image001Most parents love watching their child try new foods and slowly develop flavor preferences as they start to be less dependent on breast milk. Although the first foods including vegetables, fruits, and cereal can be exciting, you can eventually start introducing meats also. Here are some tips to learn how and when to start introducing meats into your baby’s diet.

When Can Babies Eat Meat?

Babies can start eating meat after they willingly have cereal as well as strained vegetables and fruits between 7 and 10 months. You should always start with strained meats or pureed ones as babies can still gag without molars for chewing. If your baby doesn’t seem interested in the meat right away, wait a few weeks as some do better at 9 months of age. This is when they start to get bored with cereal, vegetables and fruits and want something else to try. Keep in mind that it takes babies longer to get used to meat than with other foods because of the new texture as well as flavor.

How to Introduce Meat to Baby

After knowing when can babies eat meat, the next step is to know how to feed meat to babies. Some parents are concerned that meat can be harder for your baby to digest than most of their fruits and vegetables. When you tenderize, cook and puree the meat, however, this makes it much easier to digest by breaking down connective tissues and fiber.

1´╝ÄPound Your Meat As Soon As You Bring It Home

Remove the visible fat and then pound the meat between pieces of plastic. Flatten the meat until it reaches the ideal thickness of between a quarter and half an inch.

2. Marinate Meat

  • Milk or yogurt

Many types of food around the world marinate meat in yogurt or milk to help tenderize it. Never do this for babies with sensitivity to dairy.

  • Apple juice

Another option is to marinate meat in apple juice to tenderize it. Afterwards simmer it in the juice for cooking.

3. Puree Meat for Baby Food

Some parents like to puree meat when their babies first try it. This reduces the choking hazard and makes it more digestible. It also makes it easier to absorb the iron.



Grind meat finely

First let the meat cool completely before cutting it into tiny pieces. Put small quantities into a blender until it becomes powdery.

Add a little liquid while pureeing

If you want to puree meat while it is warm, try adding a bit of liquid (like the broth) to make it easier.

Add a little cooked potato while pureeing

To make the puree smoother, add some cooked sweet potato before blending.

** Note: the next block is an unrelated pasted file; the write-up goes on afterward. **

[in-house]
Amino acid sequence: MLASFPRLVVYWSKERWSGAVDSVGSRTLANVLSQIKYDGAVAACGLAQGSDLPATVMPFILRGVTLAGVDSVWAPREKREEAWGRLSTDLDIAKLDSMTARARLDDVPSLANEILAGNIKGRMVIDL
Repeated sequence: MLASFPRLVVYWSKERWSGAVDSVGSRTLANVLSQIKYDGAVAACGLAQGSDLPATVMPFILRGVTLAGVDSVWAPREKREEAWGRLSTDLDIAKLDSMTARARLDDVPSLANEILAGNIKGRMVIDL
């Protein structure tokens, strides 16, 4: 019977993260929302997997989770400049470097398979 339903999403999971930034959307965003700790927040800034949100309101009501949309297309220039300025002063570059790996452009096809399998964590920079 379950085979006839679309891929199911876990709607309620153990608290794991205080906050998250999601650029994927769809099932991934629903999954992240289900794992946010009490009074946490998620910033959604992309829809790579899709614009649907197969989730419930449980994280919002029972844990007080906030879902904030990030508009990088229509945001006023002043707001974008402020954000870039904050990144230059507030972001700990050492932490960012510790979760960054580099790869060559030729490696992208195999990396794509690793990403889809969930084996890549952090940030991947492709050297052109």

4. Cook Meat Properly



Do not dry meat out too much

You should never let the meat dry out too much while cooking it as this makes it tough and unappealing. The exception is if you are giving it a powder-like consistency. Always remember to cook the meat thoroughly.

Cook within stews or casseroles

This breaks the meat down, makes it tender and adds flavor.

Use a hot pan

When frying meat, always use a pan that is very hot as it makes it tenderer. With very thick cuts, lower the heat and cover the pan to keep moisture in and prevent uneven cooking.

Cook meat in foil

You can use “moist heat cooking” by cooking the meat in foil. Loosely wrap the meat, folding down the edges. Remember that cooking time can vary but most chicken breast will be cooked in 30 minutes at 400 degrees Fahrenheit.

Simmer meat in broth/stock

To easily cook your baby’s food, try simmering the meat in stock or broth. When the meal is almost done, add diced veggies. You can do this on the stove or in the oven but if you simmer the meat in the oven, be sure to use an oven-proof dish and completely cover the meat with the broth or stock.

Shred raw meat

If you want your baby to feed himself or herself with the meat, try shredding it using fork tines or a knife tip. You can then simmer the scraps in stock to cook them and serve as finger food.

You can watch this video to learn more about how to cook meat for baby:

Do’s and Don’ts About Feeding Meat to Babies

Do’s and Don’ts


Do not give your baby undercooked meat or poultry

Never give your baby meat or poultry that is undercooked. It should always follow Food Safety Guidelines and be thoroughly cooked.

Do not thaw or cook meat in the microwave

Never cook or thaw meat using the microwave. It may start cooking unevenly as the edges may start cooking while the inside is not yet even defrosted. This uneven cooking can lead to food poisoning. If you set microwaved meat aside to use later, bacteria can develop further increasing your baby’s risk of food poisoning.

Do not freeze dishes containing previously frozen breast milk

Although you can thaw meet, cook it, then freeze leftovers, you should never do this if the dish contains previously frozen breast milk. It is unsafe to refreeze previously frozen breast milk.

Do not give your baby processed meat

Never give your child processed meats (ham, deli meats, etc.) as they have high salt content as well as undesirable additives. These processed meats may also be made using dairy products and if your baby is sensitive, this can lead to an allergic reaction.

Purchase organic, grass-fed and local meat

When you can, purchase meat that is local, grass-fed and organic. This will help ensure that the meat does not contain any additives or hormones that could negatively affect your baby.